I am back from Washington, DC and feeling energized! I just spent an amazing weekend at the National Cervical Cancer Coalition’s Conference attended by 85 powerful, motivated and dynamic women who gathered together for one cause…to help fight cervical cancer. As a cervical cancer survivor, I was invited to be a keynote speaker and to share my personal story and to discuss ways in which we can increase cervical health awareness in our communities.
I was joined by an impressive line-up of other speakers including Christine Baze (www.popsmear.org), Tamika Felder (tamikaandfriends.org), Juan Felix, M.D., Cornelia Trimble, M.D., Beverly Kirkhart (www.beverlykirkhart.com), and Heidi Bauer, MD, MS, MPH .
During the conference, the following was discussed:
- Cervical cancer is the second most common cancer in women and it is caused by a virus called Human Papillomavirus (HPV).
- HPV is a ubiquitous virus and almost everyone (men and women) is infected with one or more types in their lifetime.
- Many people have no symptoms and are not even aware that they are infected with HPV.
- The body’s immune system usually eliminates HPV infection on its own.
- HPV can reoccur and high risk HPV causes cancer.
- There are 400,000 new cases diagnosed annually and 200,000 deaths/year worldwide.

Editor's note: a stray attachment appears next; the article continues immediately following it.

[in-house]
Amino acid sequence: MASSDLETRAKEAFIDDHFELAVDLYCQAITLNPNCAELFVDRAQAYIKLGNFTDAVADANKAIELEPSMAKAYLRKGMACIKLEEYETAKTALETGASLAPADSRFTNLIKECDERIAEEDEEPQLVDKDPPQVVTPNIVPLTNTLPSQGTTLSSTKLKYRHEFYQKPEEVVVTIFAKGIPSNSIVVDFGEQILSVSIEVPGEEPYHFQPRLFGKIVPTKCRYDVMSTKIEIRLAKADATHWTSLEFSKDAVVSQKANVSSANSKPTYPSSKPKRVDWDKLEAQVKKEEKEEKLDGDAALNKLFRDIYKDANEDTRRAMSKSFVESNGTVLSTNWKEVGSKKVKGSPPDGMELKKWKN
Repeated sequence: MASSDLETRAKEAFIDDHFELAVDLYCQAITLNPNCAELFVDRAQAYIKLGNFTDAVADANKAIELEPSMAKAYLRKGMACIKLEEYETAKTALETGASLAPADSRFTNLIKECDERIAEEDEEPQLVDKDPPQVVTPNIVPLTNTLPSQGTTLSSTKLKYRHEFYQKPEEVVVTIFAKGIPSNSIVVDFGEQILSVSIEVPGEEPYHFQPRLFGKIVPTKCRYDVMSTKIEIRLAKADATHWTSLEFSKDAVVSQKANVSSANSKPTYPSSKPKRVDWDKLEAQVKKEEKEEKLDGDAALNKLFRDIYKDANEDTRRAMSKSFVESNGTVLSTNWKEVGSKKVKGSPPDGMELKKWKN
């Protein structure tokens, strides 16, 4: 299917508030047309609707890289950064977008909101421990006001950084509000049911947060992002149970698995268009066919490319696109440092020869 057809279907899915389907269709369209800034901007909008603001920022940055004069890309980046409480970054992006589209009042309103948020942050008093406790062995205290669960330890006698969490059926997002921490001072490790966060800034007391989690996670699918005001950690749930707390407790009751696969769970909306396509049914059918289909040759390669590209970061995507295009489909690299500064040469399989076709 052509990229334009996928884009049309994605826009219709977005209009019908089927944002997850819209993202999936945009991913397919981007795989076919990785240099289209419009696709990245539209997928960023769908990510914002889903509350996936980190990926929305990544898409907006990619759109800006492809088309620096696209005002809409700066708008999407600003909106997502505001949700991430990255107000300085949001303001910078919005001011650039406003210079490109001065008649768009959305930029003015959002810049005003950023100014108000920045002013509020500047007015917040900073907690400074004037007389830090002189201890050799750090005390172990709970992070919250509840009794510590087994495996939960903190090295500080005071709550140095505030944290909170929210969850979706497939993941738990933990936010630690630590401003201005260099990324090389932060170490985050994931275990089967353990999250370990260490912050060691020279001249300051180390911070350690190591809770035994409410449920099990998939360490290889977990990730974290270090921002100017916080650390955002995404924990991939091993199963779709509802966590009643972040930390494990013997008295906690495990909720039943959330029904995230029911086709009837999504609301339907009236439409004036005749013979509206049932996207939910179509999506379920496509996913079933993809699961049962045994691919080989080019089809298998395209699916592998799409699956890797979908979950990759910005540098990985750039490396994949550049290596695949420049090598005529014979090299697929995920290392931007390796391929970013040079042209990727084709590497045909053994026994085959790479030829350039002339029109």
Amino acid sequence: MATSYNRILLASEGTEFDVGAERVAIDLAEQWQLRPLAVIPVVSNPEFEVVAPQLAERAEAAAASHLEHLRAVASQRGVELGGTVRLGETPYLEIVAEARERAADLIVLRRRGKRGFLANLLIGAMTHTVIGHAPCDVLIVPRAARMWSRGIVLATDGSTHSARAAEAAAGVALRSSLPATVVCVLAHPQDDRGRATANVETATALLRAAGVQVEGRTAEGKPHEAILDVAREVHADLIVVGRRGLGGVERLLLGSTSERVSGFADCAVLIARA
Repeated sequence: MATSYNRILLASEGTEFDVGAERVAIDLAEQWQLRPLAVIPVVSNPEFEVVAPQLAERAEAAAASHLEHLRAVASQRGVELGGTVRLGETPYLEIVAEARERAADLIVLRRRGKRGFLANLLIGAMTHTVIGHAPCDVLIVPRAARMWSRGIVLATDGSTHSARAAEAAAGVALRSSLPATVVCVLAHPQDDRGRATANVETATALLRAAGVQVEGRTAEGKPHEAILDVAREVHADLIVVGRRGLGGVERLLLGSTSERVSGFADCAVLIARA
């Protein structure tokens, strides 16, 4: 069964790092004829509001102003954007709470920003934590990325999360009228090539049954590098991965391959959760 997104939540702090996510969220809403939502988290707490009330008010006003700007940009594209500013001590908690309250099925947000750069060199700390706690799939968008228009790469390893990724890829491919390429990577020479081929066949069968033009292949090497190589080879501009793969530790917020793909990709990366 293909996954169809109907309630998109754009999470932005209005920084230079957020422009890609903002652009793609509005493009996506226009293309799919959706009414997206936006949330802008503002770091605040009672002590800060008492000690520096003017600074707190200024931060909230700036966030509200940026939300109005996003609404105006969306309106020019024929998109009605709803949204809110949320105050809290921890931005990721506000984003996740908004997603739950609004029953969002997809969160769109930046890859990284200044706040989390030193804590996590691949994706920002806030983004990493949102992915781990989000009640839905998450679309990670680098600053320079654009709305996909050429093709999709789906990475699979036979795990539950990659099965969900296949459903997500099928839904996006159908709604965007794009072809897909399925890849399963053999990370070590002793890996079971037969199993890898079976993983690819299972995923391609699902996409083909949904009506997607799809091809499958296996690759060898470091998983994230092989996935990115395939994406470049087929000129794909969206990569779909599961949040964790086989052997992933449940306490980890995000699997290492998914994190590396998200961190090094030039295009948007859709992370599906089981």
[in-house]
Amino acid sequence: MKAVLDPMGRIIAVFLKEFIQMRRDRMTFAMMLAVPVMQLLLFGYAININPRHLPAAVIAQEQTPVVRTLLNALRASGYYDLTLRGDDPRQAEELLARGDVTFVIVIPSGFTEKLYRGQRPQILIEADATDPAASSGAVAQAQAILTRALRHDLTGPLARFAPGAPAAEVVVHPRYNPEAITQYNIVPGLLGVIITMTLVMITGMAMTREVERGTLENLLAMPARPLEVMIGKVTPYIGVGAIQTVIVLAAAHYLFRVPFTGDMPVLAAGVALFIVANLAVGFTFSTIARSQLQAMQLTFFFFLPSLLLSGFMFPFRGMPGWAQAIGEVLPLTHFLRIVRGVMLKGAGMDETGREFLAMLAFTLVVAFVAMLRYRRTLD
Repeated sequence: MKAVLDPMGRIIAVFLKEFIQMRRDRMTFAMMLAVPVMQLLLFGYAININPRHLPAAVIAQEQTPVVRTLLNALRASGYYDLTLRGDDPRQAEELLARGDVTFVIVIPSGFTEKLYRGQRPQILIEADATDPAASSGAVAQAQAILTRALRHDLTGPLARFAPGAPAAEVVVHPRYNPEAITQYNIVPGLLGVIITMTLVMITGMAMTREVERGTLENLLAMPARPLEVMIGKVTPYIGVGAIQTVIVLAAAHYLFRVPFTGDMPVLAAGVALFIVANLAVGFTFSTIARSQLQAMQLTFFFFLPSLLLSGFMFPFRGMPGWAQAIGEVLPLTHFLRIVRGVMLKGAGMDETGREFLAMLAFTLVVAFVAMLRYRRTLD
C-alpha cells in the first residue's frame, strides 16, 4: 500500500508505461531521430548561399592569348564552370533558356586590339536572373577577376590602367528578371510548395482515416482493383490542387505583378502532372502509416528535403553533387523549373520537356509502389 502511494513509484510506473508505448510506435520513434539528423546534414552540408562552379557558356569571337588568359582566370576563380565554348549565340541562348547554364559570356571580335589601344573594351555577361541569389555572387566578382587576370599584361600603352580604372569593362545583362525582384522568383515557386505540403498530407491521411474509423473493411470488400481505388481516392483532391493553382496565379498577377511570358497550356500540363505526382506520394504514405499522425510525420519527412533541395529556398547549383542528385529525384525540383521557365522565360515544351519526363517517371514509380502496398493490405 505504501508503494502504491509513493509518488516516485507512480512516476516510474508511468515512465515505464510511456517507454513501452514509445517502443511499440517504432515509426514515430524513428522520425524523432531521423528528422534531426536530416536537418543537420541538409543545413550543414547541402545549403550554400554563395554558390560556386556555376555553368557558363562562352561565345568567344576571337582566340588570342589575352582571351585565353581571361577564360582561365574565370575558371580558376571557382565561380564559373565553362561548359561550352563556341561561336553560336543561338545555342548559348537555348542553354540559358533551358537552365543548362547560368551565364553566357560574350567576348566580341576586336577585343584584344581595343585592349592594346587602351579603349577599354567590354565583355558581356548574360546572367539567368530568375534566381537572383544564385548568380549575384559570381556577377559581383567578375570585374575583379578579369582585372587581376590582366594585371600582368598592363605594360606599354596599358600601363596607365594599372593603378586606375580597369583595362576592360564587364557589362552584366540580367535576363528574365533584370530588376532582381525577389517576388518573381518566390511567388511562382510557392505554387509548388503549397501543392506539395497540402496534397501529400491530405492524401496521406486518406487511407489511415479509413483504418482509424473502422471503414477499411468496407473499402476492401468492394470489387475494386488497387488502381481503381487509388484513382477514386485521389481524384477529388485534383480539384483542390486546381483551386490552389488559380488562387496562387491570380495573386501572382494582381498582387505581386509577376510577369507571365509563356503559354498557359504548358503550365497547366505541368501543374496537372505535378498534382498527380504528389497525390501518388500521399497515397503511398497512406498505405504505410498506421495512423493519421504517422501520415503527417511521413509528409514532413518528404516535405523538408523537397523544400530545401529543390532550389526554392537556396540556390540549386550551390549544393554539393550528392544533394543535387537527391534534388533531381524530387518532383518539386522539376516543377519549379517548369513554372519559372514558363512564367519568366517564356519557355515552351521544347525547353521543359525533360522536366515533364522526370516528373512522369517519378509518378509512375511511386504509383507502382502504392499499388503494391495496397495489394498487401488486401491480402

- Highest incidences of cervical cancer are found in Africa, South America, and India.
Cervical cancer is not a death sentence and can be treated if detected in the early stages. To lower your chances of getting cervical cancer, women should get an annual Pap test and ask for an HPV test. There is a new vaccine on the market called Gardasil that has been approved by the FDA to prevent cervical cancer in females. **I am a proponent for getting young girls vaccinated before they become sexually active. This would greatly reduce the amount of cervical cancer cases.
I am grateful for being invited to speak at the conference because I met many wonderful new friends who share in my enthusiasm to spread the word about HPV prevention, detection and treatment!
The Cervical Cancer Quilt Project, managed by the National Cervical Cancer Coalition, is a key component of the NCCC public education initiative to raise awareness about cervical cancer. The quilts are composed of squares made by, or in memory of, women who have battled cervical cancer and precancerous lesions. Like the famous AIDS and ovarian cancer quilts, they are magnificent works of art. They give a human face to cervical cancer, create a compelling sense of urgency about this terrible disease, and serve as a dramatic way of expanding awareness about cervical cancer and the importance of early detection. They also reach women, their family members and caregivers in an affirmative way – allowing a cancer message to be absorbed in a comforting environment.
To learn more about HPV and cervical cancer, visit the NCCC’s website at www.nccc-online.org.